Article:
13. Hi Everyone, I wanted to address some of the concerns outlined in the comments here. The “Arkham Horror” (AH) line is among the most important in FFG’s catalog. We take your comments and concerns on this very seriously. To that end, I wanted to address some possible misconceptions on the new revised publication of the “Curse of the Dark Pharao” (CotDP). As mentioned in the release article, the original CotDP was the first expansion for AH. When it was released more than 5 years ago, we could not dream of the impact that AH would have on the global hobby market place, and as such did not have the benefit of the vision and experience we had with the later AH expansions. Therefore, to this day, CotDP has been the expansion that stands distinctly apart from the other AH products, as it does not share many of the same design principles and provides a diluted experience in the context of the ecosystem as a whole. This is not to say that the original CotDP was, or is, a bad product: Many people have had great fun with the expansion for years, there is absolutely nothing in the act of FFG publishing a revised edition that prevent players from enjoying CotDP to the same level they have since its release. As we published “Innsmouth Horror” and work began on the massive “Miskatonic Horror” we needed to revisit the CotDP to think of how to integrate it with our future plans. We had two options a) Leave the expansion “as is” on the marketplace, or b) somehow improve the expansion. The easy thing would have been to simply ignore the expansion and allow it to exist “as is” but apart from the AH ecosystem. However, our firm dedication to the AH line is such that we wanted both existing and new players to have the strongest possible experience, and CotDP had too many great ideas for us not to bring it to the same level of inclusion as the other expansions. We therefore took considerable time, effort, and expense to rebuild this expansion from the ground up, using all of our acquired knowledge from publishing the AH line for so many years. The work on the revised CotDP has been substantial and has touched nearly every aspect of the product. Here is a rough list of the many material changes (while the game play changes are in many ways as big): - 69 of 76 Investigator related cards are new - 56 of 90 Ancient One or Environment cards are new - 1 Dark Pharaoh Herald Sheet (never previously published) - 1 Sheet of Punch board 4” x 7” (never previously published) with Ancient Whispers and Patrol Markers (new) - Rule Sheet (completely rewritten) While we understand that owners of the older CotDP edition may be frustrated by a revision being published, I hope you understand that what motivates FFG to publish this new edition, is our desire to make the AH experience as great as possible. After 5 years in print, publishing a CotDP revision is certainly not reactionary, and as with most product in the world, having a newer version of a product does not make your older product cease to function, and (other than the fact that something else exist) need diminish your enjoyment of your prior edition. While we do on occasion publish “upgrade kits” (by "Print on Demand" or otherwise) where necessary, this revision is too extensive for that to be sensible. We don’t currently have plans for similar treatments of the other AH expansions. While I understand that the publication of the revised CotDP expansion may not be a decision agreed by those who choose to feel their first CotDP edition is somehow damaged, I hope at least that this gives you more information in your assessment of such. Best Wishes, Christian T. Petersen CEO FFG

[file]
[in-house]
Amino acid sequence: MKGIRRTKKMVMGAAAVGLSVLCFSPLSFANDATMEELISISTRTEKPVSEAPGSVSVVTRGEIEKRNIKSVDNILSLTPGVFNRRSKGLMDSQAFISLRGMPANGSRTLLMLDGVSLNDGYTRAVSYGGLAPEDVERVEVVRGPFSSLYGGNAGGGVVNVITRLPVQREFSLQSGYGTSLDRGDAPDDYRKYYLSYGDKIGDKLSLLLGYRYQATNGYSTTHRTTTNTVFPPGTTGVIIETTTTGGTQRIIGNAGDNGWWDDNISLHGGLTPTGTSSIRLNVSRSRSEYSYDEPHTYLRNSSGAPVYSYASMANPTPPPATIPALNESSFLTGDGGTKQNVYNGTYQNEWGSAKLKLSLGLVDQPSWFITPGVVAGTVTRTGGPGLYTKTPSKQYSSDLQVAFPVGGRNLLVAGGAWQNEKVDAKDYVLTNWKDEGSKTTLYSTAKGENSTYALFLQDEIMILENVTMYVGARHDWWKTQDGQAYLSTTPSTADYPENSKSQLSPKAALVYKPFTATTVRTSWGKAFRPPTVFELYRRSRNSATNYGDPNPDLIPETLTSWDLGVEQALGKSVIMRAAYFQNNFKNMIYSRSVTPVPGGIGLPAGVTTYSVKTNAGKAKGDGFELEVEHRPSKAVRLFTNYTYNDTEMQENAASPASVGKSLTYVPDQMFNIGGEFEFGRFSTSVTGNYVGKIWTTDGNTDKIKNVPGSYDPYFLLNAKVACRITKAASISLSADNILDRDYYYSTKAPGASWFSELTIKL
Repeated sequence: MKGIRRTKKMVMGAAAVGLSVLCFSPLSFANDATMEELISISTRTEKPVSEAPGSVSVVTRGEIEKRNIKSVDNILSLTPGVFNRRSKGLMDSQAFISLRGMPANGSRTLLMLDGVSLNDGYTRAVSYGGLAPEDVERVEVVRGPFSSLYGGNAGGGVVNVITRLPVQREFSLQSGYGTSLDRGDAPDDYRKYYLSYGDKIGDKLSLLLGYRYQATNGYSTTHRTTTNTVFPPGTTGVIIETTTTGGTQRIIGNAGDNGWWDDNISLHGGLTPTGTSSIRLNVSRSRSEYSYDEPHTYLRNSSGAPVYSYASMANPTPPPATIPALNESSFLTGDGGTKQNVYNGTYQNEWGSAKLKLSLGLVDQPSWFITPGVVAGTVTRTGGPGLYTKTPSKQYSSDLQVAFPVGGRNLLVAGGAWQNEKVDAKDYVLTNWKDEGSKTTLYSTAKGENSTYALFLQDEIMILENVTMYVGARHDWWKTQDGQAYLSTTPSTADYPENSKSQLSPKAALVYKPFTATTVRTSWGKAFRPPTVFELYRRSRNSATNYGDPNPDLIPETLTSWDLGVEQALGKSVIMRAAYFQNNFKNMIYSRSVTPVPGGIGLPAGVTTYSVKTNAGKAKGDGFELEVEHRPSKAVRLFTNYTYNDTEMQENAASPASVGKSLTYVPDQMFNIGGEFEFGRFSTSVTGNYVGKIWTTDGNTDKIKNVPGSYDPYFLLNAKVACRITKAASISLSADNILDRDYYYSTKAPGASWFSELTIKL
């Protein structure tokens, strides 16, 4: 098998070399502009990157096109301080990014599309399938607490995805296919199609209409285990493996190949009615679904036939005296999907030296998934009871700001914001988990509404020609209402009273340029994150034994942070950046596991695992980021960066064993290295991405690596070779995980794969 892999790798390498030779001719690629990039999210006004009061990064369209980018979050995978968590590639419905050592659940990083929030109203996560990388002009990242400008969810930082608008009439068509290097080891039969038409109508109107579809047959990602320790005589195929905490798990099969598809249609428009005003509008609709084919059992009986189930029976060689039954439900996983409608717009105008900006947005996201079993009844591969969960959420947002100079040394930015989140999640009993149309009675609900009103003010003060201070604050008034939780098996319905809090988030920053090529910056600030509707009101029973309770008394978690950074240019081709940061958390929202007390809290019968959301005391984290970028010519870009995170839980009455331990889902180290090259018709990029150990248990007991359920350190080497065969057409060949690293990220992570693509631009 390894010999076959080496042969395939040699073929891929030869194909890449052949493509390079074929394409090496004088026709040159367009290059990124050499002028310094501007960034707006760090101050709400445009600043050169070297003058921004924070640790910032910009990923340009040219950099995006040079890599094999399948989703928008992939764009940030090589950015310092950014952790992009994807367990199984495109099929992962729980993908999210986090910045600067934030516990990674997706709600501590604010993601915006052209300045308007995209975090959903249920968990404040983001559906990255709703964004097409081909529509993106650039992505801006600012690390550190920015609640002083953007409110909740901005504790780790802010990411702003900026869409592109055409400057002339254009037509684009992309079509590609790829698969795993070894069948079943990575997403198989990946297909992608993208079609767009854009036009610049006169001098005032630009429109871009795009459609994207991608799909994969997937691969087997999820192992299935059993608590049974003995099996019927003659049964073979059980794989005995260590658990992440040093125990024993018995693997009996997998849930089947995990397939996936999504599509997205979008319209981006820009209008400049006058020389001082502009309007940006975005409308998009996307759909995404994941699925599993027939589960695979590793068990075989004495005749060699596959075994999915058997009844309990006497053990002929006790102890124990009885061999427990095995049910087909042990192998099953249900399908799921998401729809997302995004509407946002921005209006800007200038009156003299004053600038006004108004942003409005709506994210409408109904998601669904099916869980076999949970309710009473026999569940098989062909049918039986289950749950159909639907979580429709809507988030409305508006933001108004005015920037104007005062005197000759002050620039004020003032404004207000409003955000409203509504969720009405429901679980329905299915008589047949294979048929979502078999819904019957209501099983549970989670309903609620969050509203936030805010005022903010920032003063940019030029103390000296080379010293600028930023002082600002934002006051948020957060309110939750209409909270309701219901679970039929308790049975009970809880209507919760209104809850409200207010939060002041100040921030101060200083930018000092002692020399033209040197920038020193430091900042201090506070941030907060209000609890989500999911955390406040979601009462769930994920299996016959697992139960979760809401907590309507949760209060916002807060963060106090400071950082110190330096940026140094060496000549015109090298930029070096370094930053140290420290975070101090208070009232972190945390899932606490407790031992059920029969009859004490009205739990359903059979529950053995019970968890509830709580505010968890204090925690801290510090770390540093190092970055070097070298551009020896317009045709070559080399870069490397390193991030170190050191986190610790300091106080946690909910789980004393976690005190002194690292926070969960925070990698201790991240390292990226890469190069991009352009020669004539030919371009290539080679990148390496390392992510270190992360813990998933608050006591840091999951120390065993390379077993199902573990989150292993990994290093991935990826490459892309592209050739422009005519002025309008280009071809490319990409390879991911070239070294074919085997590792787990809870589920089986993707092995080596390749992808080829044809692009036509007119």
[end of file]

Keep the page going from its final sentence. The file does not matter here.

14. Patience, all in good time. cP FFG